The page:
Day 58, May 11, Monday Start:
Bobblets Gap Shelter
End: Cornelius Creek Shelter
Mileage: 18.3 miles, 755.4 miles from Springer Mountain

I set out late this morning due to a light, cold rain. I didn't much enjoy the rapping of water against the roof of the shelter so early in the morning, so I pulled my sleeping bag over my head and slept until 9:30 am. The late start ruined my plan for 23.6 miles today, but I managed a nice 18.3 mile day that was quite enjoyable after the rain let up at 11 am.
I managed a three-mile pace for long bursts today. I enjoyed three long breaks to slow down the day. I usually aim for 2 mph, so the quick pace surprised me. I blistered the last five miles in under two hours, which was made all the impressive considering it included 2,200 ft of vertical climb up Floyd Mountain. I would have continued on past Cornelius Creek if it were not for the failing light.
I again share the shelter with Plunger and Mr. Right, but we haven't conversed much. The past two days I have felt the most alone so far, but that suits me fine for now. 36.5 miles in two days is a good pace. If I keep it up I may get to Jen on time.

Day 59, May 12, Tuesday
Start: Cornelius Creek Shelter
End: Johns Hollow Shelter

Mileage: 21.6 miles, 777 miles from Springer Mountain

My three-day push has netted me 58.5 miles, which pushes me closer to Jen and closer to my original itinerary. I'm only 12 days behind schedule despite my 3.5 weeks off the trail. My fast start with Harvey afforded me a bit of a cushion. If I stay at this pace I should shave even more days, which is essential because 12 days takes me to Aug. 18. School commitments start Aug. 20, so that's not enough time to return from Maine, move to St. Louis, and find and apartment. August 10 must be my drop dead date. If I'm not close to finishing, then I must save the rest for next summer. I'll be severely disappointed to be a section hiker, rather than a thru-hiker.
Today's hike was moderate with good weather. I again felt strong, but my endurance needs to increase to really hit some big days. I'm aiming for my first back-to-back 20-miler since the 50 mile challenge into Damascus, VA, which is where my shin splint exploded.

Day 60, May 13, Wednesday
Start: Johns Hollow Shelter
End: Buena Vista, VA
Mileage: 20.1 miles, 797.1 miles from Springer Mountain

After 60 days on the trail I've had more ups and downs than PUDS. From blisters to IT band pulls, along with sub zero nights, a girardia scare, overused knees and four blackened toes, I've been beaten and battered by the trail. Let's not forget my shin splint. So, as I rest in the dingiest of motel rooms, reflecting on my two months of placing one foot in front of the other, I can honestly say I've never been more committed, and excited, about the Appalachian Trail.
I've hiked 78.6 miles the past four days virtually pain free. I no longer feel like I'm on a death march or I'm running running the gauntlet. It sounds simple, but hiking without pain is actually pleasurable.
I saw my first bear cub this morning. A small, black cub ran across the trail about 30 yards in front of me and climbed half way up a tree before looking down at me. Where was the mother bear? I didn't want to come between the two, but I slowly passed the tree with a shot of adrenaline and carried on 20.1 miles in less than 8 hours. I had a good step in my pace today.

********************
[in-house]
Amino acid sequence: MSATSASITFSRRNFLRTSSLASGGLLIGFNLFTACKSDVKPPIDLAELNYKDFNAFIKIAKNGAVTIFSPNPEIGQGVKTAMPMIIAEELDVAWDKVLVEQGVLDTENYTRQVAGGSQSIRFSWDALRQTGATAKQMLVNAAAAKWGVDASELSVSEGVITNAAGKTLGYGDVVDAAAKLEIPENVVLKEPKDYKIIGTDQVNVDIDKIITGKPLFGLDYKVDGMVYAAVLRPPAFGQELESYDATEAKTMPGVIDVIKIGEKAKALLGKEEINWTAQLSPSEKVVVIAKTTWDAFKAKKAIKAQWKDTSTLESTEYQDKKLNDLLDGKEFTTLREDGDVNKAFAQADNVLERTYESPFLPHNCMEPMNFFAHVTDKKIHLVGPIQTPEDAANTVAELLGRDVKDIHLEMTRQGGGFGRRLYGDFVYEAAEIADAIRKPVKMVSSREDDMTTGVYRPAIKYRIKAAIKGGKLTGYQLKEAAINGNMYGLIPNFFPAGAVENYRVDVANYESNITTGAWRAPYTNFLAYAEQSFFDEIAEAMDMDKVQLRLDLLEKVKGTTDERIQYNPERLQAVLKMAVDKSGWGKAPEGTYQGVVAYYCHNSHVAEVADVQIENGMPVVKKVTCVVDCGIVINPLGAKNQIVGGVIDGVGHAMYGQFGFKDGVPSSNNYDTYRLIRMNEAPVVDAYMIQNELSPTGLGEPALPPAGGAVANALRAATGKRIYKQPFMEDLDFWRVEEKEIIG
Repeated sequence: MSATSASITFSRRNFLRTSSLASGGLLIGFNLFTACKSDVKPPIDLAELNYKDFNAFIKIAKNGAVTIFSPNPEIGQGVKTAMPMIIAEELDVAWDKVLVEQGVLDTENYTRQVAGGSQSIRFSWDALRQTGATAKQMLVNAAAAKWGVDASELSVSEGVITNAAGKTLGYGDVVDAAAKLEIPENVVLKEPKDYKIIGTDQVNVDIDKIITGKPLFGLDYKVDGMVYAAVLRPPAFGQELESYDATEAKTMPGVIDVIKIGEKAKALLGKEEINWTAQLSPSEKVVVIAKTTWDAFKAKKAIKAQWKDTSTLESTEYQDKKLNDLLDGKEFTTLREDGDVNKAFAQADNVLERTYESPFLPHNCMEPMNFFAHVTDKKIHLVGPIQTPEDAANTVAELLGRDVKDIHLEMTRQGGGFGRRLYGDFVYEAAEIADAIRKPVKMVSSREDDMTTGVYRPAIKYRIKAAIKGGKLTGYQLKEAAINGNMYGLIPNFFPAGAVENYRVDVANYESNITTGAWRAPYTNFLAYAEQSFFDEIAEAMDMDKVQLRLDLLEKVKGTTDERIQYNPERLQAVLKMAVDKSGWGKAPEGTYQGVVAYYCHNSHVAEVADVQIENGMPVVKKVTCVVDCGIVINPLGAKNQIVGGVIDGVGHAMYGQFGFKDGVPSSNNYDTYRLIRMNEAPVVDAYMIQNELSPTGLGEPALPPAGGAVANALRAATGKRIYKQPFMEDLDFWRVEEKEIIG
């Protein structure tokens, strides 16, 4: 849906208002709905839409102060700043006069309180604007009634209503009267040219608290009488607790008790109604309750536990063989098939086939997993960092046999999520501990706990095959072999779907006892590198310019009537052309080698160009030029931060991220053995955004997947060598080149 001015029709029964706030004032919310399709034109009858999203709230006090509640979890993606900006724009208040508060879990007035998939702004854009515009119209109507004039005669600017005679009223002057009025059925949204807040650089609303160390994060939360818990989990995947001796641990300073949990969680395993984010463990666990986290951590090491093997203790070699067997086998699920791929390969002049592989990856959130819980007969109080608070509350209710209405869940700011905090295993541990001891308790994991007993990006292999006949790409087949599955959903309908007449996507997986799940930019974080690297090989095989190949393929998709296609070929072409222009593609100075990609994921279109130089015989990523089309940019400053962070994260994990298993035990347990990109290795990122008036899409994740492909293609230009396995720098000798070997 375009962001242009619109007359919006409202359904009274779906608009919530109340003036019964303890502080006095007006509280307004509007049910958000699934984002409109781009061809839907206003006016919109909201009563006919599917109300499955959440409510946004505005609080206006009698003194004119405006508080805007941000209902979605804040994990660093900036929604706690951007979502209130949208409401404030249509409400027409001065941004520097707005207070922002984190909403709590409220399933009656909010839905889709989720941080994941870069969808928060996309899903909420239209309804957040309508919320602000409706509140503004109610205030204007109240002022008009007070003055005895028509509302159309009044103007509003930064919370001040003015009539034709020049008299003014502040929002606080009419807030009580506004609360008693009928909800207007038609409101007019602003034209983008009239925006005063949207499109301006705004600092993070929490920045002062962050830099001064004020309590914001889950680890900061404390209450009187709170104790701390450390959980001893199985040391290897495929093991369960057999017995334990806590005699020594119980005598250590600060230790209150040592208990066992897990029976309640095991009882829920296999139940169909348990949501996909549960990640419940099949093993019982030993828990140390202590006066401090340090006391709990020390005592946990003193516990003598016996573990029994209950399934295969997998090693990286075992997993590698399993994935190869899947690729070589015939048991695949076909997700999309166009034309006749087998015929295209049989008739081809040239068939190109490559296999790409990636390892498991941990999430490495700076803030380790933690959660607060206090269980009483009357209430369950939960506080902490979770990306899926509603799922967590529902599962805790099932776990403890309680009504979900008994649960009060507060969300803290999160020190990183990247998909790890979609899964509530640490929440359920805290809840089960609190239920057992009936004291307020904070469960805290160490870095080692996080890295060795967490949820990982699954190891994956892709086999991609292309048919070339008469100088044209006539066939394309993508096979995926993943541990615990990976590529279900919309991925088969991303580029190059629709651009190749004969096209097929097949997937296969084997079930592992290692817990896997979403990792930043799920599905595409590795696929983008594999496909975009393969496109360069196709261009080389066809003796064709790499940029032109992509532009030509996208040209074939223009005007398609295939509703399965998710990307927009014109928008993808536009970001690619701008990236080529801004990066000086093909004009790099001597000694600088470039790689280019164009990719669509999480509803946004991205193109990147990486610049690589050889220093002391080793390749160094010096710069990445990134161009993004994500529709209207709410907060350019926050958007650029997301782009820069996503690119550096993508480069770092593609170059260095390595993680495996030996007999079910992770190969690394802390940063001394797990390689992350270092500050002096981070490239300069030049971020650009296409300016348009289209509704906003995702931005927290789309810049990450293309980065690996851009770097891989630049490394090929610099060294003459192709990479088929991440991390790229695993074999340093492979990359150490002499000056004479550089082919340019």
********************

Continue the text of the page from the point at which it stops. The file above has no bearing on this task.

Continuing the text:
Day 61, May 14, Thursday
Start: Buena Vista, VA
End: The Priest Shelter
Mileage: 21.1 miles, 818 miles from Springer Mountain

The shelter shudders in the dark as a heavy thunderstorm batters me and my bunkmates. I narrowly beat the rain into camp as I raced through a 21.1 mile day, which was my third 20-miler in a row. This is despite not getting on the trail until 10:30 this morning because I needed a hitch out of Buena Vista.
I'm making great progress through central Virginia this past week. I've hiked 100.6 miles in five days since Daleville. I'm now 35 miles fromWaynesboro, but with the oddly spaced shelters I'm only going 13 or so miles tomorrow. I'll go further and tent if the weather permits, but I've come to expect very wet weather in Virginia.
The hike today began with a tough 2,000 ft climb off of US 60 to Cold Mountain. Once through this climb it was a lot of PUDS. I'm catching many hikers, and putting their faces to their trail register entries is always interesting. Among those met today include, Spaceship, Javelin, Kiwi, L-Train, and Ketchup.

Day 62, May 15, Friday
Start: The Priest Shelter
End: Campsite
Mileage: 20.3 miles, 838.3 miles from Springer Mountain

~No Journaling

Day 63, May 17, Saturday
Start: Campsite
End: Waynesboro, VA

Mileage: 13.7 miles, 852.5 miles from Springer Mountain

~No Journaling

Day 64, May 17, Sunday
Start: Waynesboro, VA
End: Blackrock Hut

Mileage: 19.9 miles, 872.4 miles from Springer Mountain

Shenandoah National Park

I didn't journal the past two nights so I have a couple of anecdotes to relay. On my way toward Waynesboro I met a Ridgerunner named Mike. A Ridgerunner is an Appalachian Trail Conservancy volunteer who helps maintain trail. After talking a few minutes he goes, "Cooter? From Colorado?" He apparently put two & two together about my blog, which a coworker was following. "Cooter" is a Colorado nickname I had that I used as a profile name on the Appalachian Trail site His friend followed my journey, so I want to say hi. I'm sorry I forgot your name though. John W? From Yorktown?